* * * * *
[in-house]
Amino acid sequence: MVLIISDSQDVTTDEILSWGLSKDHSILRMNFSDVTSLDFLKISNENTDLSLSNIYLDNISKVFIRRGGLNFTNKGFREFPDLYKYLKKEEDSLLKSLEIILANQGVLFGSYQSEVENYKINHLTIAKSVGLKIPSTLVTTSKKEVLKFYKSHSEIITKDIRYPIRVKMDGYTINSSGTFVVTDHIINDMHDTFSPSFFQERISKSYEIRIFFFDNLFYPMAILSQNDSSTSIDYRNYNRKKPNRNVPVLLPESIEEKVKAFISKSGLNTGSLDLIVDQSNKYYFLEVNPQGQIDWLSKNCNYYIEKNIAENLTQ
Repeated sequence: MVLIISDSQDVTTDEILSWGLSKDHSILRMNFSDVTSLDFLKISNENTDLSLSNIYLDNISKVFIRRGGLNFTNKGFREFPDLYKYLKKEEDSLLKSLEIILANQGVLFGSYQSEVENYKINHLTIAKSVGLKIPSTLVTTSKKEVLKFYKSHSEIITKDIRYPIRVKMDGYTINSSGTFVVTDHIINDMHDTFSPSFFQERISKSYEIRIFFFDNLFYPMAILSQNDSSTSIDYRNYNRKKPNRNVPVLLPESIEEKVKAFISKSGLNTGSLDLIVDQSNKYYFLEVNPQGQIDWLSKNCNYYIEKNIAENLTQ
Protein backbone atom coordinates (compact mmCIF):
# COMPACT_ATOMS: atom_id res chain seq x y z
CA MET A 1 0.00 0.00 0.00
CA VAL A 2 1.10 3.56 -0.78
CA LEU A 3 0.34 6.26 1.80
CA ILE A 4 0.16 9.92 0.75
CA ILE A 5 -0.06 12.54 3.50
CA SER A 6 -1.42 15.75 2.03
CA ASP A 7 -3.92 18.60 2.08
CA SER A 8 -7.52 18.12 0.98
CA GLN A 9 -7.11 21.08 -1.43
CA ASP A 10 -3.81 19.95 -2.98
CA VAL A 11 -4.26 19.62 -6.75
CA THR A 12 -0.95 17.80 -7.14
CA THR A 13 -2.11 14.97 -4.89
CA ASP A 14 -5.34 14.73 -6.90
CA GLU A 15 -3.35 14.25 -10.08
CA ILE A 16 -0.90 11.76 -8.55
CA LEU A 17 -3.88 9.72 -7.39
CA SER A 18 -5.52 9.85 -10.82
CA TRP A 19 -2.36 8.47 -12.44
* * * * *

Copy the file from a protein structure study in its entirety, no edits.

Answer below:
[in-house]
Amino acid sequence: MVLIISDSQDVTTDEILSWGLSKDHSILRMNFSDVTSLDFLKISNENTDLSLSNIYLDNISKVFIRRGGLNFTNKGFREFPDLYKYLKKEEDSLLKSLEIILANQGVLFGSYQSEVENYKINHLTIAKSVGLKIPSTLVTTSKKEVLKFYKSHSEIITKDIRYPIRVKMDGYTINSSGTFVVTDHIINDMHDTFSPSFFQERISKSYEIRIFFFDNLFYPMAILSQNDSSTSIDYRNYNRKKPNRNVPVLLPESIEEKVKAFISKSGLNTGSLDLIVDQSNKYYFLEVNPQGQIDWLSKNCNYYIEKNIAENLTQ
Repeated sequence: MVLIISDSQDVTTDEILSWGLSKDHSILRMNFSDVTSLDFLKISNENTDLSLSNIYLDNISKVFIRRGGLNFTNKGFREFPDLYKYLKKEEDSLLKSLEIILANQGVLFGSYQSEVENYKINHLTIAKSVGLKIPSTLVTTSKKEVLKFYKSHSEIITKDIRYPIRVKMDGYTINSSGTFVVTDHIINDMHDTFSPSFFQERISKSYEIRIFFFDNLFYPMAILSQNDSSTSIDYRNYNRKKPNRNVPVLLPESIEEKVKAFISKSGLNTGSLDLIVDQSNKYYFLEVNPQGQIDWLSKNCNYYIEKNIAENLTQ
Protein backbone atom coordinates (compact mmCIF):
# COMPACT_ATOMS: atom_id res chain seq x y z
CA MET A 1 0.00 0.00 0.00
CA VAL A 2 1.10 3.56 -0.78
CA LEU A 3 0.34 6.26 1.80
CA ILE A 4 0.16 9.92 0.75
CA ILE A 5 -0.06 12.54 3.50
CA SER A 6 -1.42 15.75 2.03
CA ASP A 7 -3.92 18.60 2.08
CA SER A 8 -7.52 18.12 0.98
CA GLN A 9 -7.11 21.08 -1.43
CA ASP A 10 -3.81 19.95 -2.98
CA VAL A 11 -4.26 19.62 -6.75
CA THR A 12 -0.95 17.80 -7.14
CA THR A 13 -2.11 14.97 -4.89
CA ASP A 14 -5.34 14.73 -6.90
CA GLU A 15 -3.35 14.25 -10.08
CA ILE A 16 -0.90 11.76 -8.55
CA LEU A 17 -3.88 9.72 -7.39
CA SER A 18 -5.52 9.85 -10.82
CA TRP A 19 -2.36 8.47 -12.44